Basic Cell Functions

All living organisms have to reproduce and look for nourishment based on functions that take place at the cellular level. Basic cell functions include growing, splitting and carrying out specific operations such as movement or synthesizing essential substances.

Depending on the cell, these functions either take place either throughout the cell or within specialized cell submodules.

TL;DR (Too Long; Didn't Read)

The two basic functions of living organisms are to look for food and to reproduce. Other basic functions such as growth, energy production and multiplying at the cellular level allow the organisms to carry out these activities.

Cells Produce Energy to Support All Other Functions

Cells can produce energy in several different ways, but the most common are photosynthesis and cellular respiration.

In green plant photosynthesis, cells change light to starches and sugars that can be stored and used to power other basic cell functions.

In animal cells, glucose from food is broken down to produce energy and carbon dioxide during cell respiration. Both types of cells store the energy in the form of adenosine triphosphate (ATP) molecules.

Where energy production takes place depends on the kind of cell. Primitive cells such as those of single-cell prokaryotes have a simple cell structure and produce energy in the cytoplasm of the cell.

Plants produce energy from photosynthesis in chloroplasts while both plant and animal cells produce and store energy in specialized organelles called mitochondria.

Basic Cellular Structure, Growth and Reproduction

Cells use the produced energy for growing and for splitting. Cells grow larger individually and split to make their tissues grow or to make the overall organism grow bigger. Before it can split, a cell has to grow large enough so it can form two viable daughter cells.

A cell grows by absorbing nutrients, breaking them down into the components it needs and synthesizing proteins. It uses small complexes called ribosomes to create many of its proteins, and it uses lipids and sugars from nutrients to build additional cell structures and add to its cell membrane.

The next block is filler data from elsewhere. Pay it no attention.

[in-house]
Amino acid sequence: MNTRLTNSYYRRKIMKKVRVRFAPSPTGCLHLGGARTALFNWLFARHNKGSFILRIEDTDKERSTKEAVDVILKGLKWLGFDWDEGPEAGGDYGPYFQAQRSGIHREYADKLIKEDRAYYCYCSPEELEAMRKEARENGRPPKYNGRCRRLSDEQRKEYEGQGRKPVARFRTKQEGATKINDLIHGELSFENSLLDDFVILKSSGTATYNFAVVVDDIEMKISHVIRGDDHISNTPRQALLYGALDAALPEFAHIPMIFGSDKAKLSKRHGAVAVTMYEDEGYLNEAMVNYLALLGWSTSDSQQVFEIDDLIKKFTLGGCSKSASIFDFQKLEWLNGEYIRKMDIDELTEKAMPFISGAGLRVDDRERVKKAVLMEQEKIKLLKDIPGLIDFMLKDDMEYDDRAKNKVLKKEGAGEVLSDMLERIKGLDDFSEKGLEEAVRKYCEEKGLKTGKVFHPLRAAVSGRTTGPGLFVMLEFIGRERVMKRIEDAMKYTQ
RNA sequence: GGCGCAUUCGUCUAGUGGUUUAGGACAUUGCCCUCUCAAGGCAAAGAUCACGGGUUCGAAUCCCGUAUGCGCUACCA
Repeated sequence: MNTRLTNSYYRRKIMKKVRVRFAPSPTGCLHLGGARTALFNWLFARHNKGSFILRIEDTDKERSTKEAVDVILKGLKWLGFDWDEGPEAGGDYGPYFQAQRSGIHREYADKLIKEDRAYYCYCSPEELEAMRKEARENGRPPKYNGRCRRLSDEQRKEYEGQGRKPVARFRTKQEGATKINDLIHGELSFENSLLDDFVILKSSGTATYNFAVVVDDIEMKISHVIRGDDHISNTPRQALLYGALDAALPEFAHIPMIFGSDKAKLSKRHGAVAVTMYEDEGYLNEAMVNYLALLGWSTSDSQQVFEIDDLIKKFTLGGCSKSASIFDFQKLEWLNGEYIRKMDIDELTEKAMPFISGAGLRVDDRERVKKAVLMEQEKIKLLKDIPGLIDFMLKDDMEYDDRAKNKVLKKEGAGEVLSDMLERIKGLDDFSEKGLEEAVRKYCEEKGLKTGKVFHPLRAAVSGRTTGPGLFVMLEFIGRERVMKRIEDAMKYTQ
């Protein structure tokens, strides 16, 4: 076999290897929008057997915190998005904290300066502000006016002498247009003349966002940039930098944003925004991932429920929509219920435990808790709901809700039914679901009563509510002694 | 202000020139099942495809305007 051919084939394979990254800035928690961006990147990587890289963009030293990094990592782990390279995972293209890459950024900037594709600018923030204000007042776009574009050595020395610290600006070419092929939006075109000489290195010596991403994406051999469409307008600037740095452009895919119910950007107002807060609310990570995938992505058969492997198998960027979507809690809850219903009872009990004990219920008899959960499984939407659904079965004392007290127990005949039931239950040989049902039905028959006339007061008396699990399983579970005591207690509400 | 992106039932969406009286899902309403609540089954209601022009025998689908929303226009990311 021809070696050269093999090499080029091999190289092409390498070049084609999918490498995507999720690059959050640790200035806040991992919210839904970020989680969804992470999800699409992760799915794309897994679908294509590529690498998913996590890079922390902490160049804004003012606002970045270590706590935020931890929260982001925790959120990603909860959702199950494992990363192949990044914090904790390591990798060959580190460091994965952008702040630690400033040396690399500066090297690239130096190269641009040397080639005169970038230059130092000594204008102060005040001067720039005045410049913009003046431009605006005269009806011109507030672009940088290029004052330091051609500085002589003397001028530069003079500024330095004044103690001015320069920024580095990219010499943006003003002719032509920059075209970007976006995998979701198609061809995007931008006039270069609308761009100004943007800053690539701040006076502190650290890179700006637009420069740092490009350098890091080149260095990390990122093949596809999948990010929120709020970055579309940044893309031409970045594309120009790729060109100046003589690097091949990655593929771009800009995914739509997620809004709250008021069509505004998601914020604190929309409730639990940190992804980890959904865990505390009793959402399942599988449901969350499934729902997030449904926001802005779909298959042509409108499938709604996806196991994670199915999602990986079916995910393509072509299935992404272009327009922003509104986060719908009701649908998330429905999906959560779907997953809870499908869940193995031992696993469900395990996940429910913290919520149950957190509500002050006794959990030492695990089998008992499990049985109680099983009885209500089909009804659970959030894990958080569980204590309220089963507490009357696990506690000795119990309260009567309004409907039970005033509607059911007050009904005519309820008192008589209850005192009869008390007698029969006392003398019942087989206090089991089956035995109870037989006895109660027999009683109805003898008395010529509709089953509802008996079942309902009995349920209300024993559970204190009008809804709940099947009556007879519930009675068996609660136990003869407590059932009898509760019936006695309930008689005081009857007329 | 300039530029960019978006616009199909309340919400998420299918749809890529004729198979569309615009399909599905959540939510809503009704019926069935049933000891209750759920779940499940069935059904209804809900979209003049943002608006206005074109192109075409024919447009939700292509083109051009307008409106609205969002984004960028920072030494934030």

When the cell is large enough, it will divide if more of its type of cell are needed.

For example, nerve cells in higher animals often don't divide at all while skin cells divide frequently. When it is ready to divide, a cell duplicates its DNA, elongates and splits. The two daughter cells each have a complete copy of the DNA and a share of the ribosomes. If the cell had organelles, approximately equal numbers are left in each daughter cell.

Specialized Cells Have Special Functions

Simple cells such as those of bacterial cells all have a basic cell structure that doesn't change. They have a cell wall, a cell membrane and ribosomes scattered throughout the cell. Their DNA is coiled near the cell membrane and the cells can't undertake specialized functions.

The cells of higher plants and animals have a more complicated structure with a nucleus containing DNA and organelles such as mitochondria for specific purposes.

Depending on what basic cell function they carry out, they may have special shapes, structures or capabilities. Contrary to the cells of simpler organisms, cells in more complex organisms often look completely different, and their basic functions are adapted to special tasks.

How Do the Basic Functions of Motion and Secretion Work?

Specialized cells such as muscle and gland cells use basic cell functions to carry out specific tasks.

Muscle cells have a large number of mitochondria because they need extra energy to produce motion. The ATP molecules in muscle cells make the cells contract when a muscle shortens and expand as the muscle relaxes again.

Cells in glands use energy from mitochondria to synthesize enzymes produced by the gland. These specializations allow organisms to carry out more complicated activities.

References

About the Author

Bert Markgraf is a freelance writer with a strong science and engineering background. He has written for scientific publications such as the HVDC Newsletter and the Energy and Automation Journal. Online he has written extensively on science-related topics in math, physics, chemistry and biology and has been published on sites such as Digital Landing and Reference.com He holds a Bachelor of Science degree from McGill University.

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